- Forward phishing emails to firstname.lastname@example.org – and to the organization impersonated in the email. Your report is most effective when you include the full email header, but most email programs hide this information. To ensure the header is included, search the name of your email service with “full email header” into your favorite search engine.
- File a report with the Federal Trade Commission at FTC.gov/complaint.
- Visit Identitytheft.gov. Victims of phishing could become victims of identity theft; there are steps you can take to minimize your risk.
- You can also report phishing email to email@example.com. The Anti-Phishing Working Group – which includes ISPs, security vendors, financial institutions and law enforcement agencies – uses these reports to fight phishing.
If the scam is related to the IRS or your finances, you can also contact Shaw & Associates, your trusted Fort Collins tax accountant for guidance.
There are many reasons to file an income tax extension. Whether you are missing key information or are away from home during tax season, you have the right to request extra time to complete and submit your return.
However, there are several misconceptions about tax extensions that create hesitation for people looking to file. Below are six common misperceptions and an explanation that sets the record straight for each.
- “Filing an extension also gives me an extension to pay.” Not true. An extension will give you additional time to get your paperwork to the IRS, but it does NOT extend the time you have to pay the taxes you owe. You must estimate any amounts due and pay it with the extension or be subject to penalties and interest.
- “Filing an extension will make me more likely to be audited.” Not true. In fact, there is some evidence to suggest that those who file extensions are less likely to be audited. Some tax professionals speculate that auditors have quotas they must meet, and they tend to have done so before the October tax extension deadline.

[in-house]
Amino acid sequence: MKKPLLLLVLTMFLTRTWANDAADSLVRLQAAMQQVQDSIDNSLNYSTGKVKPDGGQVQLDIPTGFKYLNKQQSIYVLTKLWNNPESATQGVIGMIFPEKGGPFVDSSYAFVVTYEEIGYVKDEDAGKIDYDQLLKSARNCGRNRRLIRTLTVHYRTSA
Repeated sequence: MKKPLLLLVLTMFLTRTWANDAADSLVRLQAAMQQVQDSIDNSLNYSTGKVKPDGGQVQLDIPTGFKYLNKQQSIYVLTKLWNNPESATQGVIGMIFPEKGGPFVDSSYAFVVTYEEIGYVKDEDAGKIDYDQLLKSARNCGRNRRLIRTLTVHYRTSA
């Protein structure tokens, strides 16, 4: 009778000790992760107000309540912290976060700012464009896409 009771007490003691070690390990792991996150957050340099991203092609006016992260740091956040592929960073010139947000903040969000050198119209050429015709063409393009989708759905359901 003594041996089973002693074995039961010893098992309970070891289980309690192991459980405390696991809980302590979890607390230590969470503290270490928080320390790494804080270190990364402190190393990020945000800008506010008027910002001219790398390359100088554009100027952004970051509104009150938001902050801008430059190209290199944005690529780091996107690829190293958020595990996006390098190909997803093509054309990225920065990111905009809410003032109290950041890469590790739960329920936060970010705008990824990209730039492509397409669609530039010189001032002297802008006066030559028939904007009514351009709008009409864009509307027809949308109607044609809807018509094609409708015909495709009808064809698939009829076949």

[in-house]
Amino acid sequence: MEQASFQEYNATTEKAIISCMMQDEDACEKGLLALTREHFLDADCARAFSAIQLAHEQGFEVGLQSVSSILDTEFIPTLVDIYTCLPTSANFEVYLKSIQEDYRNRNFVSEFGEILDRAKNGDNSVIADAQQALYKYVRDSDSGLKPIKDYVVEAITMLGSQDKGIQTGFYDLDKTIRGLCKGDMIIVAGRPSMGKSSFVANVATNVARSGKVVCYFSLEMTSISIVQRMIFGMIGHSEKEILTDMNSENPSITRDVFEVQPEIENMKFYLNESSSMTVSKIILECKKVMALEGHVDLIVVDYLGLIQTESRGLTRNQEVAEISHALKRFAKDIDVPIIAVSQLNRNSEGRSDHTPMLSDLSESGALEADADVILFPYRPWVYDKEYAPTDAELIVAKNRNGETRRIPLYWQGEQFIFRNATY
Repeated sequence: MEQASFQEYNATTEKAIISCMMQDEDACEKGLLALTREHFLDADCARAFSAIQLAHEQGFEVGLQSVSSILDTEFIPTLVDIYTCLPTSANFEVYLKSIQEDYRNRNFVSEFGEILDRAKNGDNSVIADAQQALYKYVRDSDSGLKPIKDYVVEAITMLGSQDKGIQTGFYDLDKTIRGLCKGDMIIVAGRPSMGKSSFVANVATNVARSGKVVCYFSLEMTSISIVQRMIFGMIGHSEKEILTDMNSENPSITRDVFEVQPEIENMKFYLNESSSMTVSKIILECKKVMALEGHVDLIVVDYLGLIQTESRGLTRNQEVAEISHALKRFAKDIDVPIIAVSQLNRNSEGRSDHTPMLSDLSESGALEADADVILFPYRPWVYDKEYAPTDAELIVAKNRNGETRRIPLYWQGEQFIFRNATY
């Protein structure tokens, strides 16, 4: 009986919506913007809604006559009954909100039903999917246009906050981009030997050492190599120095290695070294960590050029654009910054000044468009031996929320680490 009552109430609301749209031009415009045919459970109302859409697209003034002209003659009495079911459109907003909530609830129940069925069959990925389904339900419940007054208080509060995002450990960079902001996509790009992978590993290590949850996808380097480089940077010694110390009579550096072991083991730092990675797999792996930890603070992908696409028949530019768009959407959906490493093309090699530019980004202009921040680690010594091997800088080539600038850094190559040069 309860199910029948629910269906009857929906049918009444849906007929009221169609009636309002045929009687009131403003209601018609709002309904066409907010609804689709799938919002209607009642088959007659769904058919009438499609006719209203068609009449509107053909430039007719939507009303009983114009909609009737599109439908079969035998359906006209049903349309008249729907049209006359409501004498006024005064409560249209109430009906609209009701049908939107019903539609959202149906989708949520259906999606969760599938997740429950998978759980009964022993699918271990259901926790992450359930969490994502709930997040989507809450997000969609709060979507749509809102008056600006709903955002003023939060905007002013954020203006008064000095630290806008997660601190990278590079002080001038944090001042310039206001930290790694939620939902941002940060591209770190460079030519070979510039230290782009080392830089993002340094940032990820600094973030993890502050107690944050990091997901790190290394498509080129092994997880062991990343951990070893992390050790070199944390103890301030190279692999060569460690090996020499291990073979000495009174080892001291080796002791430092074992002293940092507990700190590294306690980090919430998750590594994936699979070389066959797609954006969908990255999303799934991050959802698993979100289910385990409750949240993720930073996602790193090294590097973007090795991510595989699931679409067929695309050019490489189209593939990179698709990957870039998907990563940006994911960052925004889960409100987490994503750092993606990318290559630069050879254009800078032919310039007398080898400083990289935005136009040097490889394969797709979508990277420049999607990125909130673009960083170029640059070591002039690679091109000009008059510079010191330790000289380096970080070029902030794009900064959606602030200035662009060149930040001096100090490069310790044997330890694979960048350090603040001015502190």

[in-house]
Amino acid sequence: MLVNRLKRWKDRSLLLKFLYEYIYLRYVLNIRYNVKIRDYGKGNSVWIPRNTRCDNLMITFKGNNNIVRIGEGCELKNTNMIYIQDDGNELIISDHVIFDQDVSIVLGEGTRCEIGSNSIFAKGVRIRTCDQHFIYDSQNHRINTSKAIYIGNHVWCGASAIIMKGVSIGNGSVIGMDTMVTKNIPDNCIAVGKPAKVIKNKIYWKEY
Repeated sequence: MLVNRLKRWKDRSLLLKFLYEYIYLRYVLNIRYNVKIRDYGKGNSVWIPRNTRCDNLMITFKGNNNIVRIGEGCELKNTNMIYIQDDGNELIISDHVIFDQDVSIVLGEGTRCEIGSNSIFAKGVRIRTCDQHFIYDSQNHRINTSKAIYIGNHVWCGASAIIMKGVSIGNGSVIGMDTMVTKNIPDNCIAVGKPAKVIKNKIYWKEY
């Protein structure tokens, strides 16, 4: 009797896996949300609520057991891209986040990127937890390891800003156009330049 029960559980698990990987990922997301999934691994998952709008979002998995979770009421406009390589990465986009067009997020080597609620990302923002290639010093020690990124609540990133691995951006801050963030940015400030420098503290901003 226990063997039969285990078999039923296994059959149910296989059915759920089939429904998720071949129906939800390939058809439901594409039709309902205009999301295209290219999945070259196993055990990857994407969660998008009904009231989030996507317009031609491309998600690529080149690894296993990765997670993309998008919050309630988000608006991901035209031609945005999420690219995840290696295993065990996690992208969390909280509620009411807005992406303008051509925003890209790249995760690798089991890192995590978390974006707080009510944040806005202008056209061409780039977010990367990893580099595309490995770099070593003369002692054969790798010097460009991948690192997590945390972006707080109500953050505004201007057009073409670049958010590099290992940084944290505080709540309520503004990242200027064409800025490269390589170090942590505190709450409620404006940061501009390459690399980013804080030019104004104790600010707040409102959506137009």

- “The IRS doesn’t like granting extensions and will likely reject my request if I don’t have a good reason for missing the April deadline.” The IRS doesn’t ask why you need an extension, and automatically grants a grace period of six months to anyone who fills out the form correctly.
- “I’m embarrassed because nobody else has to ask for an extension.” Actually, more than 10 million people file for a tax extension every year. Some taxpayers do so as a regular practice to give themselves more time to produce a complete and accurate return.
- “Requesting a tax extension requires the assistance of an accountant.” Not true. Filing for a tax extension is easy and can be done online. What’s known as the FileLater system lets you e-file the request in just minutes.
- “If I’m granted an extension, I can’t submit my return until October.” While October is the deadline for filing, you can submit your return at any point prior to then.
The Key is Ensuring Your Return is Done Right
A tax extension is a useful tactic that you are fully entitled to take advantage of as needed. If for any reason you aren’t prepared to submit a complete and accurate return by your filing deadline, you should request an extension and then talk with a tax accountant in Fort Collins like Shaw & Associates to ensure that the return is completed correctly. Contact us at your convenience to learn more about our tax and business accounting services.
Ensuring that the individuals who are involved in a partnership pay the required amount of taxes can be a challenge. In fact, partnership tax law is the most complicated part of the tax code. As a leading Fort Collins business accountant, we encourage people to be fully informed about how participating in a partnership affects their tax position.
How Partnerships are Taxed
Typically, partnerships and LLCs with two or more members are not taxed themselves. Instead, the IRS considers them “pass-through” entities, meaning that the profits or losses of the business pass through to the partners individually. They are then taxed based on what is called their “distributive share” of the profits or losses as outlined in a written agreement. Pass-through entity owners are allowed to deduct a certain percentage of their business income.